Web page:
So fast forward to this past Saturday morning. My family and I had been watching the opening session of General Conference when I had to leave and take my daughter to a cheerleading event  being held that morning. I continued to listen via radio and after I had dropped her off, President Uchtdorf began speaking. His message was not necessarily new. He was inviting those who had left the Church to return. But contained in his words was something I had never heard before. It was an admission that past Church leaders have made mistakes.

To my knowledge, that has never been stated before. Not like that. Yes, there have been allusions to the fact that they are human beings and they as individuals aren’t perfect, but an admission that mistakes have been made on the part of Church leaders? That’s new.

I can’t tell you how grateful I am for his talk. As I mentioned, I had found peace. But it is a lonely place to be to worry that one of the anchors holding your faith in place might be resoundingly rejected if you mentioned it to anyone else. It made how I felt (whether correct or incorrect) okay. Because whether I am right or wrong, it doesn’t matter. It’s giving me the power to doubt my doubts instead of doubting my faith.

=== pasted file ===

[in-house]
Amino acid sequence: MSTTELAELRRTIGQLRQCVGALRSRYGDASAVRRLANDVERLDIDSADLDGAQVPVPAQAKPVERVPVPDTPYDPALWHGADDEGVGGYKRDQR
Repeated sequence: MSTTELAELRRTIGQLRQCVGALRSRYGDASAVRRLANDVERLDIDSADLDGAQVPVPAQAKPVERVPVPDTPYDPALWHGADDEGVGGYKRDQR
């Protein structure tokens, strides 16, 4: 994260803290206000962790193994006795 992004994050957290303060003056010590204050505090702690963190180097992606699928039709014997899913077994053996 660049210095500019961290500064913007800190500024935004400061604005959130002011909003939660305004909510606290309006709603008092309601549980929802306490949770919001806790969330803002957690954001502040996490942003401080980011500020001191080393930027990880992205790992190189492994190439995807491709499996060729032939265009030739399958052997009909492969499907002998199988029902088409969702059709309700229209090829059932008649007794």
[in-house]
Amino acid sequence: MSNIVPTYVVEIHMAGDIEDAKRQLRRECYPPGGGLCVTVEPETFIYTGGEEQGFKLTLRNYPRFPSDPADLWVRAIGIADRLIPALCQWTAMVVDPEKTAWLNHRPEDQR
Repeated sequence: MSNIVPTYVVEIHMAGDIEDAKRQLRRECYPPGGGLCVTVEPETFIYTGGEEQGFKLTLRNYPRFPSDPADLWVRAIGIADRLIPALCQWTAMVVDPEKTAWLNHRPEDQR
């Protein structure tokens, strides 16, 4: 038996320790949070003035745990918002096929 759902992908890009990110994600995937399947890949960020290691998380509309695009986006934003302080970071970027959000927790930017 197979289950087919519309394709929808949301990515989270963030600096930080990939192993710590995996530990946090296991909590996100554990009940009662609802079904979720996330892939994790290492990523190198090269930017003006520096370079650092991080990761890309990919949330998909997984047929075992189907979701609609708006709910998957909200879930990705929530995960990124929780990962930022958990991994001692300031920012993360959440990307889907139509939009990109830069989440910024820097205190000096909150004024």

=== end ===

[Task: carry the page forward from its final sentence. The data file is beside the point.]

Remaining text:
It makes me feel comfortable with saying that I know God and Jesus Christ live and that they love me. I know it. However, I believe strongly that God restored His church on the earth through Joseph Smith the prophet and that Thomas S. Monson is His chosen prophet today. I want to know it, but believing it is enough for me right now. I have faith that it’s true and I believe God is the one responsible for giving me the intellect that has trouble accepting things without question. And He will reward me for standing true when maybe I didn’t have the resounding testimony that others have.

And more than anything, I have faith that He will sort out those things that are true and those that are…products of our time. I have to believe that He will help me understand polygamy, because right now, I don’t. And I hate it. And I hate that it’s always sitting out there in that realm of things we don’t like to talk about because for a lot of us, it kind of makes our skin crawl. Because of my knowledge of God’s love for me, I’m content to trust Him on that one and wait for an answer later on.

And that brings me back to my assignment for the booth at the fair. I will get it done and I will probably be one of those manning that booth. Not because I’m a sheep. But because I’m a man who trusts God. And I understand that God has to work with human beings, including those who lead his Church. So even though I may think the fair is a waste of time, I will support a man who is doing the best he can with an overwhelming task. Because I will hope for the same if and when I am given responsibility and make a decision that others consider a mistake.